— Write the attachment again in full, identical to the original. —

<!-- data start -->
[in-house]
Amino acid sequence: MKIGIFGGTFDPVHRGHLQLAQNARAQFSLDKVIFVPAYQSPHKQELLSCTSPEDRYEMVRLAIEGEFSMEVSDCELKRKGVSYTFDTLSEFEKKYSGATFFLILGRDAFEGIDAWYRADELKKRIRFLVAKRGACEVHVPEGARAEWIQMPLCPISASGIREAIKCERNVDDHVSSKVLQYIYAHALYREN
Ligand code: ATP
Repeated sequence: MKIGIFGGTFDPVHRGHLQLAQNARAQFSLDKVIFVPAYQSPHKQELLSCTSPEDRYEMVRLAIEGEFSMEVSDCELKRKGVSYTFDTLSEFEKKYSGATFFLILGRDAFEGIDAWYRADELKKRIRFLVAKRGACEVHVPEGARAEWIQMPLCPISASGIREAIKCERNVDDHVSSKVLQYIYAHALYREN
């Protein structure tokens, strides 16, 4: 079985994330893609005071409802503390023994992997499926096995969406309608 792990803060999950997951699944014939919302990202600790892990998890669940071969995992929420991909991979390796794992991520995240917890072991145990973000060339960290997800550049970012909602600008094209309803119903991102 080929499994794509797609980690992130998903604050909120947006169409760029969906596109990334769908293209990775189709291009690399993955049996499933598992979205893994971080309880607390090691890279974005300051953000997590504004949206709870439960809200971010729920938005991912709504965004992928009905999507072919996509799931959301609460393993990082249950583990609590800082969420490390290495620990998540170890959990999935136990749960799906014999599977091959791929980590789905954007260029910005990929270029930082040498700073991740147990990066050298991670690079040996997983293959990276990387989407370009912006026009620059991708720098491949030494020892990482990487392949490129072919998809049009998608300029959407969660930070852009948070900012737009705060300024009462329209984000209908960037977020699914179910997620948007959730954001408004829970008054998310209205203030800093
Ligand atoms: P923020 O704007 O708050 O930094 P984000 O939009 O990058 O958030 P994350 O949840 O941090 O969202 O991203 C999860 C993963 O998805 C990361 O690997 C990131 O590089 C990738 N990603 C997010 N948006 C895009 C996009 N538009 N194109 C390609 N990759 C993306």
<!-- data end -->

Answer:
[in-house]
Amino acid sequence: MKIGIFGGTFDPVHRGHLQLAQNARAQFSLDKVIFVPAYQSPHKQELLSCTSPEDRYEMVRLAIEGEFSMEVSDCELKRKGVSYTFDTLSEFEKKYSGATFFLILGRDAFEGIDAWYRADELKKRIRFLVAKRGACEVHVPEGARAEWIQMPLCPISASGIREAIKCERNVDDHVSSKVLQYIYAHALYREN
Ligand code: ATP
Repeated sequence: MKIGIFGGTFDPVHRGHLQLAQNARAQFSLDKVIFVPAYQSPHKQELLSCTSPEDRYEMVRLAIEGEFSMEVSDCELKRKGVSYTFDTLSEFEKKYSGATFFLILGRDAFEGIDAWYRADELKKRIRFLVAKRGACEVHVPEGARAEWIQMPLCPISASGIREAIKCERNVDDHVSSKVLQYIYAHALYREN
């Protein structure tokens, strides 16, 4: 079985994330893609005071409802503390023994992997499926096995969406309608 792990803060999950997951699944014939919302990202600790892990998890669940071969995992929420991909991979390796794992991520995240917890072991145990973000060339960290997800550049970012909602600008094209309803119903991102 080929499994794509797609980690992130998903604050909120947006169409760029969906596109990334769908293209990775189709291009690399993955049996499933598992979205893994971080309880607390090691890279974005300051953000997590504004949206709870439960809200971010729920938005991912709504965004992928009905999507072919996509799931959301609460393993990082249950583990609590800082969420490390290495620990998540170890959990999935136990749960799906014999599977091959791929980590789905954007260029910005990929270029930082040498700073991740147990990066050298991670690079040996997983293959990276990387989407370009912006026009620059991708720098491949030494020892990482990487392949490129072919998809049009998608300029959407969660930070852009948070900012737009705060300024009462329209984000209908960037977020699914179910997620948007959730954001408004829970008054998310209205203030800093
Ligand atoms: P923020 O704007 O708050 O930094 P984000 O939009 O990058 O958030 P994350 O949840 O941090 O969202 O991203 C999860 C993963 O998805 C990361 O690997 C990131 O590089 C990738 N990603 C997010 N948006 C895009 C996009 N538009 N194109 C390609 N990759 C993306």